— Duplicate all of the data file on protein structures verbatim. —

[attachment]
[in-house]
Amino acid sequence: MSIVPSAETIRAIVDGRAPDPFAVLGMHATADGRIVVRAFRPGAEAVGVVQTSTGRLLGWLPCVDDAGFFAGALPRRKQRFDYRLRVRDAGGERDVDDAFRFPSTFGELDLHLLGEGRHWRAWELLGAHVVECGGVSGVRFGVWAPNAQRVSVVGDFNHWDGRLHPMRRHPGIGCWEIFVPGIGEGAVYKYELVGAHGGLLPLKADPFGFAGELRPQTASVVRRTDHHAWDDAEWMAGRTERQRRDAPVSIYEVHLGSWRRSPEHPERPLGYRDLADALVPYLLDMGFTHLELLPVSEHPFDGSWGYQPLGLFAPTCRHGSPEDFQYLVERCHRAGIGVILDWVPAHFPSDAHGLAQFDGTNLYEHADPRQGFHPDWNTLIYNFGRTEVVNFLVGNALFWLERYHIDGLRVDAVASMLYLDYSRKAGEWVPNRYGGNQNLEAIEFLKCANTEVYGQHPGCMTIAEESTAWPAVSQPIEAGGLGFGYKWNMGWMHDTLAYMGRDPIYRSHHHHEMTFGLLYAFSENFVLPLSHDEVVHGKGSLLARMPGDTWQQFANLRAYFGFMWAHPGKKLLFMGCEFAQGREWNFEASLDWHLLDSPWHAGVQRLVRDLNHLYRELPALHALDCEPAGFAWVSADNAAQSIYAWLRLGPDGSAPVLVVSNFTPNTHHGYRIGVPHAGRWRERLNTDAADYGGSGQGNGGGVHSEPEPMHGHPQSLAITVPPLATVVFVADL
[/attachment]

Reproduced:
[in-house]
Amino acid sequence: MSIVPSAETIRAIVDGRAPDPFAVLGMHATADGRIVVRAFRPGAEAVGVVQTSTGRLLGWLPCVDDAGFFAGALPRRKQRFDYRLRVRDAGGERDVDDAFRFPSTFGELDLHLLGEGRHWRAWELLGAHVVECGGVSGVRFGVWAPNAQRVSVVGDFNHWDGRLHPMRRHPGIGCWEIFVPGIGEGAVYKYELVGAHGGLLPLKADPFGFAGELRPQTASVVRRTDHHAWDDAEWMAGRTERQRRDAPVSIYEVHLGSWRRSPEHPERPLGYRDLADALVPYLLDMGFTHLELLPVSEHPFDGSWGYQPLGLFAPTCRHGSPEDFQYLVERCHRAGIGVILDWVPAHFPSDAHGLAQFDGTNLYEHADPRQGFHPDWNTLIYNFGRTEVVNFLVGNALFWLERYHIDGLRVDAVASMLYLDYSRKAGEWVPNRYGGNQNLEAIEFLKCANTEVYGQHPGCMTIAEESTAWPAVSQPIEAGGLGFGYKWNMGWMHDTLAYMGRDPIYRSHHHHEMTFGLLYAFSENFVLPLSHDEVVHGKGSLLARMPGDTWQQFANLRAYFGFMWAHPGKKLLFMGCEFAQGREWNFEASLDWHLLDSPWHAGVQRLVRDLNHLYRELPALHALDCEPAGFAWVSADNAAQSIYAWLRLGPDGSAPVLVVSNFTPNTHHGYRIGVPHAGRWRERLNTDAADYGGSGQGNGGGVHSEPEPMHGHPQSLAITVPPLATVVFVADL